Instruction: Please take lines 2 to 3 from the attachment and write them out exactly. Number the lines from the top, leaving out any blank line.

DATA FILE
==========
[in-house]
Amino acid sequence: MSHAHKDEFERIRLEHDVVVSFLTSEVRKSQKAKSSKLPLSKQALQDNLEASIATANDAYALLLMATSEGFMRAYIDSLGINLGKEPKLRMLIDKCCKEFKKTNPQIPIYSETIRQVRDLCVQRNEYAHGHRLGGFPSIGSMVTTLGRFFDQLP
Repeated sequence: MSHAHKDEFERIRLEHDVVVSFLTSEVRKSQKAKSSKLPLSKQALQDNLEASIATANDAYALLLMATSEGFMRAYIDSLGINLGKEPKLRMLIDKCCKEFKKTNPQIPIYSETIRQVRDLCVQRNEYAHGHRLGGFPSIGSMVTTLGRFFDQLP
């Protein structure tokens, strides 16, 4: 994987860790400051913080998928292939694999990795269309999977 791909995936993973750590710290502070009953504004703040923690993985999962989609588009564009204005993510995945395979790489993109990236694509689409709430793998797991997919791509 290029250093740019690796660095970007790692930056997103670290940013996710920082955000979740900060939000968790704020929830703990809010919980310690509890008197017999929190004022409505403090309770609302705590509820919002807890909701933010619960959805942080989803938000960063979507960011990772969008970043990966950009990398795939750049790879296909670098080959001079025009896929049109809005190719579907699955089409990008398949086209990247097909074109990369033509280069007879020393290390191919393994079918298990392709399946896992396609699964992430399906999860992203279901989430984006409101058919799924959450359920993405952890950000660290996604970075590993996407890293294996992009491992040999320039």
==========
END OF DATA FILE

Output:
Amino acid sequence: MSHAHKDEFERIRLEHDVVVSFLTSEVRKSQKAKSSKLPLSKQALQDNLEASIATANDAYALLLMATSEGFMRAYIDSLGINLGKEPKLRMLIDKCCKEFKKTNPQIPIYSETIRQVRDLCVQRNEYAHGHRLGGFPSIGSMVTTLGRFFDQLP
Repeated sequence: MSHAHKDEFERIRLEHDVVVSFLTSEVRKSQKAKSSKLPLSKQALQDNLEASIATANDAYALLLMATSEGFMRAYIDSLGINLGKEPKLRMLIDKCCKEFKKTNPQIPIYSETIRQVRDLCVQRNEYAHGHRLGGFPSIGSMVTTLGRFFDQLP